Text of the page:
• If you are interested in this course block, we encourage you to contact the Academic Advising Center and schedule an appointment with a BlockU Advisor.

The second option is a LEAP Online course cluster

  • LEAP is a learning community and is built around a small cohort of students and offers wrap around support.
  • Students will learn critical skills, complete General Education requirements and be able to connect with peers.
  • To discuss course options and register for these courses, please contact the Academic Advising Center to schedule an appointment.

For continuing undergraduate students, classes will be available in a variety of formats, including in-person, online (asynchronous learning), hybrid, and IVC or remote (synchronous learning). Students can find out more about a specific class and its format by searching the class schedule academic catalog. Through the class schedule catalog, students can also filter to search by a specific class format, such as searching for all online or IVC courses, or even all courses that will be taught in-person. However, please note that if you will be taking classes in a remote/IVC format outside of the US, certain challenges may exist, which may include accessibility constraints in certain countries or regions.

Synchronous classes, which are listed as “IVC” (Interactive Video Conferencing) in the course catalog, will be held in the Utah time zone, so if you will be in a different time zone, classes may be held at a time that may be inconvenient in your time zone.

At the graduate level, your academic program will identify which course types are available and may be most appropriate for you, so we encourage you to contact your academic advisor if you have any questions about available courses and the course format.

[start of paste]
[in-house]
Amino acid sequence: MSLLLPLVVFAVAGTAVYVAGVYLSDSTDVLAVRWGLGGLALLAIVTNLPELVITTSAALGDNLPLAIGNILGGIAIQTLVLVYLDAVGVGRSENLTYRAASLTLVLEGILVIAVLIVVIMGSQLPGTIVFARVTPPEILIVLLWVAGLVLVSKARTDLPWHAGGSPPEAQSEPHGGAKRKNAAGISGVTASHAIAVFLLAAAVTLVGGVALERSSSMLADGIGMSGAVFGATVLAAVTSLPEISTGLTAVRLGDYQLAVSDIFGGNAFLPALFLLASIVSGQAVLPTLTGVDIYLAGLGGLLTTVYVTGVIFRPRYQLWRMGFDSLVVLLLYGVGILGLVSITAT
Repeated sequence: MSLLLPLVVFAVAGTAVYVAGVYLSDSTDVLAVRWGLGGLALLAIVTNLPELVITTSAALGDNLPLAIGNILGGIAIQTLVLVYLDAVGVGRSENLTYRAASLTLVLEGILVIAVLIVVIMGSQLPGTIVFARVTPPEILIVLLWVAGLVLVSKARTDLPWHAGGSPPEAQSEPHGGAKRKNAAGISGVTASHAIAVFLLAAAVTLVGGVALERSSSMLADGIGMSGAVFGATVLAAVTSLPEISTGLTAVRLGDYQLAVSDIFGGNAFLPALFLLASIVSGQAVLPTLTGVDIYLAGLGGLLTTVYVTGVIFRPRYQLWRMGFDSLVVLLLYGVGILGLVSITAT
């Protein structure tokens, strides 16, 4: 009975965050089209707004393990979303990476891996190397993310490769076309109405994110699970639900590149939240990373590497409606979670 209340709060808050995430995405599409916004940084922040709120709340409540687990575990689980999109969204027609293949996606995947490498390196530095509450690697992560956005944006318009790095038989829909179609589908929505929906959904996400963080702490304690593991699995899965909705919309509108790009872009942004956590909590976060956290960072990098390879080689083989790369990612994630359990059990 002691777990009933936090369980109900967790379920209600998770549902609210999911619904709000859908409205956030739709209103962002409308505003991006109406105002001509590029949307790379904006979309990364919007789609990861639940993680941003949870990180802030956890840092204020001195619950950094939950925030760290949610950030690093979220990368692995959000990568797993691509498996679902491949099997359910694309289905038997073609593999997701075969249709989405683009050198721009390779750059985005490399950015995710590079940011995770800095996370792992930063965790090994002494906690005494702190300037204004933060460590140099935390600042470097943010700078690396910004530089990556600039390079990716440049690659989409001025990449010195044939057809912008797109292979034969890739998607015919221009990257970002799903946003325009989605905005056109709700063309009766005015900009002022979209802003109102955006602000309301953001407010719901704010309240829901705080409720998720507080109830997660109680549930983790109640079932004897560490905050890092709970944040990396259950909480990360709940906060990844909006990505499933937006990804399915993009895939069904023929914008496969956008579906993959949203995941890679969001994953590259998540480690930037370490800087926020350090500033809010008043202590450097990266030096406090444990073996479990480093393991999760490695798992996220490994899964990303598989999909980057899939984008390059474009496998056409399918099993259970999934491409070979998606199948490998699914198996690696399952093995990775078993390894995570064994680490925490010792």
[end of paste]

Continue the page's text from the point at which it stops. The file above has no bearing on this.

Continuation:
What do I do if I am unable to enter the United States for the Fall 2020 semester, or choose to leave the U.S., and I’m not interested in taking online or remote classes?

A few different options exist if you will not be in the U.S. for the Fall semester and do not wish to take online or remote classes:

  • Leave of Absence: The first option is that you may choose to take a Leave of Absence. The options is available to continuing students online. If you are a new student, you will need to defer your admission. If you choose to take a Leave of Absence, it will allow for you to keep your academic record open so that you will not need to reapply to return in the future. This is an appropriate choice only if you will be a continuing student, and will not be taking any classes during the Fall. However, please note that your academic record and your immigration record are considered separately. While your academic record will remain open, ISSS will need to close your immigration record. If you are interested in taking a Leave of Absence, you will need to work through the Registrar’s office, and also meet with an ISSS advisor.
  • Deferment: If you are a new student and you are unable to attend the University of Utah this Fall 2020 semester, but would still like to attend the U in the near future, your best option is to defer your admission. This option is available for undergraduate and graduate students through the Office of Admission. If you are a graduate student, you will need to contact your academic department first in order to defer. They will work with the Office of Admissions to defer your admission.

What are my options if I would like to remain in the United States, but I am not able to take classes this Fall? [Medical Reduced Course Load]

If you will be remaining in the U.S. and are experiencing a medical condition that will impact your ability to participate in classes this Fall, you may be eligible for a Medical Reduced Course Load. A Medical Reduced Course load allows you to take less than full-time enrollment, even down to 0 credits, and remain in the U.S. and maintain your status. This is an option that has always been available to you as an international student on an F-1 visa and the process to apply for it remains the same, and is not subject to any changes due to the COVID-19 pandemic. If you are working closely with a licensed medical practitioner in the U.S. and feel that you will need a Medical Reduced Course Load, please contact ISSS to set up an appointment with an advisor to discuss the process.